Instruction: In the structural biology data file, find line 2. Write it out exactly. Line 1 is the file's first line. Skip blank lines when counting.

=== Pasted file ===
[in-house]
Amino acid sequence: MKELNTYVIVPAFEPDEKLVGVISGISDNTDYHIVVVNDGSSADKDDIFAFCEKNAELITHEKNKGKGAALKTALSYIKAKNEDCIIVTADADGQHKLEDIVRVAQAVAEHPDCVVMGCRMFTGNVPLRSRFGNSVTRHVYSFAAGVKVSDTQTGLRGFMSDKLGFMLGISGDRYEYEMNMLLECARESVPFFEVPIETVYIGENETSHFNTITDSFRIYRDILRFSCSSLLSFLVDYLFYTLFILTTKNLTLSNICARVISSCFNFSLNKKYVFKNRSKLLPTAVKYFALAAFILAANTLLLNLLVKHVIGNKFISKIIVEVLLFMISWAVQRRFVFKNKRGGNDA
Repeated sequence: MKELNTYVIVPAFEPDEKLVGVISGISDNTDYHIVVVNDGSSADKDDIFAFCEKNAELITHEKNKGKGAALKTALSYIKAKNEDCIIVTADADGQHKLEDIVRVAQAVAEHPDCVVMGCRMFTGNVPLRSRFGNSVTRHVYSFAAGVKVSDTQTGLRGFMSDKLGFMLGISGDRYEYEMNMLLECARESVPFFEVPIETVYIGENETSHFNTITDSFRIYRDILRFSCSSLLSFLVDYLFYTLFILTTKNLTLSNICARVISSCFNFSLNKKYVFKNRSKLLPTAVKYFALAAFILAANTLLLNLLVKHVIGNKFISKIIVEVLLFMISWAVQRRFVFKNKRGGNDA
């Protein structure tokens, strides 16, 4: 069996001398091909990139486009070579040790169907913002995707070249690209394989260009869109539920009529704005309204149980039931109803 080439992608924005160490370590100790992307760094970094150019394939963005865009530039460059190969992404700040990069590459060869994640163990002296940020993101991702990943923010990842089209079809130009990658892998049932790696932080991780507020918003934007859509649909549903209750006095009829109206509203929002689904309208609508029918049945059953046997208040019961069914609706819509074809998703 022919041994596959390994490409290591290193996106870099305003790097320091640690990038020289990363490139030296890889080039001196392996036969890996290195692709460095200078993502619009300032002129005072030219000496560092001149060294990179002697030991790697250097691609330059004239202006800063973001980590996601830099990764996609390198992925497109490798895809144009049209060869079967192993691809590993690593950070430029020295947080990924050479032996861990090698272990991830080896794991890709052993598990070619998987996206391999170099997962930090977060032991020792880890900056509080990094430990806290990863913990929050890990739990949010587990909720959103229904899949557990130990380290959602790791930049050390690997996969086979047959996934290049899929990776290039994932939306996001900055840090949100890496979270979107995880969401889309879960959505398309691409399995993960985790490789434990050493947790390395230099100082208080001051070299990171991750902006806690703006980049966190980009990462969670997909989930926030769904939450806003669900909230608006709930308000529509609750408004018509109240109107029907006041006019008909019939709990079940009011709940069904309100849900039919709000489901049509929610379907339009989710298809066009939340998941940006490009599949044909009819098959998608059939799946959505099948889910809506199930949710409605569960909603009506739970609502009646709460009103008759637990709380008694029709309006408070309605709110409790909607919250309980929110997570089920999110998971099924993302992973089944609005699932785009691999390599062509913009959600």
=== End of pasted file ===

Amino acid sequence: MKELNTYVIVPAFEPDEKLVGVISGISDNTDYHIVVVNDGSSADKDDIFAFCEKNAELITHEKNKGKGAALKTALSYIKAKNEDCIIVTADADGQHKLEDIVRVAQAVAEHPDCVVMGCRMFTGNVPLRSRFGNSVTRHVYSFAAGVKVSDTQTGLRGFMSDKLGFMLGISGDRYEYEMNMLLECARESVPFFEVPIETVYIGENETSHFNTITDSFRIYRDILRFSCSSLLSFLVDYLFYTLFILTTKNLTLSNICARVISSCFNFSLNKKYVFKNRSKLLPTAVKYFALAAFILAANTLLLNLLVKHVIGNKFISKIIVEVLLFMISWAVQRRFVFKNKRGGNDA